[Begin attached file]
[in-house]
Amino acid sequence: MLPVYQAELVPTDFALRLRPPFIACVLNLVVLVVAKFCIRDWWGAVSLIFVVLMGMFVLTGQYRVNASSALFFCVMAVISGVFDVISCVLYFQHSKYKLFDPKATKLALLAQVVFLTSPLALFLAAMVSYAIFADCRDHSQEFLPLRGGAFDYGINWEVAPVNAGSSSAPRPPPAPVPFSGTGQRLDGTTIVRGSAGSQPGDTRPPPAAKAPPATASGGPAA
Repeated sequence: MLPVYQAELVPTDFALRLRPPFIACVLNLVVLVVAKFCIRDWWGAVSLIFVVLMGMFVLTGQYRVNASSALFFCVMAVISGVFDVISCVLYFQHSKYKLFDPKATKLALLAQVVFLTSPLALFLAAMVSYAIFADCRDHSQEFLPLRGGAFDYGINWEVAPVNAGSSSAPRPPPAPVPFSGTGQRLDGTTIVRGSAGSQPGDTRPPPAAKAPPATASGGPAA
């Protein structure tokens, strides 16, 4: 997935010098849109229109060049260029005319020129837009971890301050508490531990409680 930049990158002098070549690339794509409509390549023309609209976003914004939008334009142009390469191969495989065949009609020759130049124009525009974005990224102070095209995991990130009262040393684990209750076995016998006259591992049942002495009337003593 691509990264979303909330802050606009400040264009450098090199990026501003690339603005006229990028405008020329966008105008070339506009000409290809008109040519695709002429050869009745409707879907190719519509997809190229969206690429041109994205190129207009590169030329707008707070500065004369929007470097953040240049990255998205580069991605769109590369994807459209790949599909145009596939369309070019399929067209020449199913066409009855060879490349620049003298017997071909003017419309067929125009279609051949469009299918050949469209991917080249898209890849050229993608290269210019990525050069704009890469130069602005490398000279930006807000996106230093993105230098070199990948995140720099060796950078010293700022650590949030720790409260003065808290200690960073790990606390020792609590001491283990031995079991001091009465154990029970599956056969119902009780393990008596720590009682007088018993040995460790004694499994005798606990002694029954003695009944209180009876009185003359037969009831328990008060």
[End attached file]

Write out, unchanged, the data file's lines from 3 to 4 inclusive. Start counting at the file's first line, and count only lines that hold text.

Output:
Repeated sequence: MLPVYQAELVPTDFALRLRPPFIACVLNLVVLVVAKFCIRDWWGAVSLIFVVLMGMFVLTGQYRVNASSALFFCVMAVISGVFDVISCVLYFQHSKYKLFDPKATKLALLAQVVFLTSPLALFLAAMVSYAIFADCRDHSQEFLPLRGGAFDYGINWEVAPVNAGSSSAPRPPPAPVPFSGTGQRLDGTTIVRGSAGSQPGDTRPPPAAKAPPATASGGPAA
């Protein structure tokens, strides 16, 4: 997935010098849109229109060049260029005319020129837009971890301050508490531990409680 930049990158002098070549690339794509409509390549023309609209976003914004939008334009142009390469191969495989065949009609020759130049124009525009974005990224102070095209995991990130009262040393684990209750076995016998006259591992049942002495009337003593 691509990264979303909330802050606009400040264009450098090199990026501003690339603005006229990028405008020329966008105008070339506009000409290809008109040519695709002429050869009745409707879907190719519509997809190229969206690429041109994205190129207009590169030329707008707070500065004369929007470097953040240049990255998205580069991605769109590369994807459209790949599909145009596939369309070019399929067209020449199913066409009855060879490349620049003298017997071909003017419309067929125009279609051949469009299918050949469209991917080249898209890849050229993608290269210019990525050069704009890469130069602005490398000279930006807000996106230093993105230098070199990948995140720099060796950078010293700022650590949030720790409260003065808290200690960073790990606390020792609590001491283990031995079991001091009465154990029970599956056969119902009780393990008596720590009682007088018993040995460790004694499994005798606990002694029954003695009944209180009876009185003359037969009831328990008060």